Story by Ellen Dorset
Photography by Danny Kildare
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Nestled amongst a canopy of trees and suspended several metres over a large rock shelf and natural stream, this landscape is reminiscent of a tree house
Every project has its own challenges – the key to a successful design is finding solutions that will allow you to use them to your advantage.
Although the topographical conditions of this site initially seemed restrictive, the nature of the landscape forced the design team to explore solutions that pushed the boundaries, and so eventually turned out to be an asset.
With a natural stream passing near the entrance of the house and a large rock shelf weaving its way through the property, access was a challenge, says landscape designer Dean Herald, director of Rolling Stone Landscapes.
"In light of the position of the creek and rock causeway, access to the property was limited and our design team was called in to develop concepts with the architect. A garage was attached to the front of the site but getting from there to the front door of the house was an issue," says Herald.
"Fortunately we were able to come up with an interesting solution and turn what had been initially quite a problem into a great feature."
This feature is a hardwood boardwalk, suspended up to 5m above the stream and undulating rock shelves.
Moving in a zigzag pattern from the garage to the front door, the boardwalk creates a tree-top walk experience and provides views of the bush on approach to the house.
The swimming pool, which sits on the other side of the dividing blade wall at the entrance, was yet another challenge.
"Because of the nature of the landscape, a number of environmental regulations were in place, which again limited the options available to us," says Herald.
In order to keep within the guidelines, the pool was elevated and suspended over the rock so the natural landscape remains undisturbed.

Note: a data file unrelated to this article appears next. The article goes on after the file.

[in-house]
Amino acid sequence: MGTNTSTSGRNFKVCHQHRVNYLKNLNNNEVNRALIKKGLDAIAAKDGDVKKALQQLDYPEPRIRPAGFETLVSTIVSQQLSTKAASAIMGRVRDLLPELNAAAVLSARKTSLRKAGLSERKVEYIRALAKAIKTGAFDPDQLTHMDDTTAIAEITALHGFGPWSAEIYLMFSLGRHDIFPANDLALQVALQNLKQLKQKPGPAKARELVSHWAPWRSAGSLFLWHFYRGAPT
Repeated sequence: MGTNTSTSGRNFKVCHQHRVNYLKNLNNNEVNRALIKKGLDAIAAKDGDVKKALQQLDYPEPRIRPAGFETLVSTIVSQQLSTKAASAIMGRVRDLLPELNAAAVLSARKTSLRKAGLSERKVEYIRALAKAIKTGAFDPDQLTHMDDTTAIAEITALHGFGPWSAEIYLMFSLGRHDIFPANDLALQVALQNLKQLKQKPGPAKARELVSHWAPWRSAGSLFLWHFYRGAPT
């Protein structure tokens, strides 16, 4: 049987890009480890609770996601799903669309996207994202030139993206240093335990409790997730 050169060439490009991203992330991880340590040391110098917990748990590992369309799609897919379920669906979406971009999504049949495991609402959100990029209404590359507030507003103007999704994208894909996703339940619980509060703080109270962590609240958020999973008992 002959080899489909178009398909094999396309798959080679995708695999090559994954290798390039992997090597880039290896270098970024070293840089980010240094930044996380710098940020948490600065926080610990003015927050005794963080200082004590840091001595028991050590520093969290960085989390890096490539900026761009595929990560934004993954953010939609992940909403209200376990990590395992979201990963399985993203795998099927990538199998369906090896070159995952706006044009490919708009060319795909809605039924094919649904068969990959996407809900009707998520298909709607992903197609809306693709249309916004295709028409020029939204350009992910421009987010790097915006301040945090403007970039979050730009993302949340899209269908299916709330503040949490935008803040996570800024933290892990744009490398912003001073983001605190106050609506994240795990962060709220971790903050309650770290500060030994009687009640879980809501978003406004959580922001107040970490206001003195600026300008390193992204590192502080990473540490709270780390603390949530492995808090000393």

The pool area, built in conjunction with the house, blends seamlessly with the architecture.
"Within such a limited space, the pool and architecture really had to work together. The water laps against the side of the house and because both were built and designed at the same time, it looks as if the house is sitting directly on top of it."
The 9m x 3.5m pool includes a built-in spa that is raised slightly above water level, creating an illusion of space. This is enhanced by an infinity edge over the rock shelf.
"One of the most dramatic features of the pool is the infinity edge, which opens the area out towards the bushland and foliage in the distance,"says Herald.
A mirror is attached to the pool side of the dividing blade wall – at first glance this appears to be a portal into another garden. The mirror reflects a large jacaranda tree back to a sightline inside the house.
"We wanted to create a visual connection between the house and the landscape so the owners could enjoy the views and also reinforce that feeling of being in the treetops."
First published date: 21 April 2014
More news from Trends
|Architect||Paul Meyer Design (Sydney)|
|Landscape designer||Dean Herald, Rolling Stone Landscapes (Sydney)|
|Pool and spa designer||Dean Herald|
|Outdoor furniture||Jan Juc bench from Eco Outdoor|
|Cladding||Bluestone-clad blade wall by Eco Outdoor|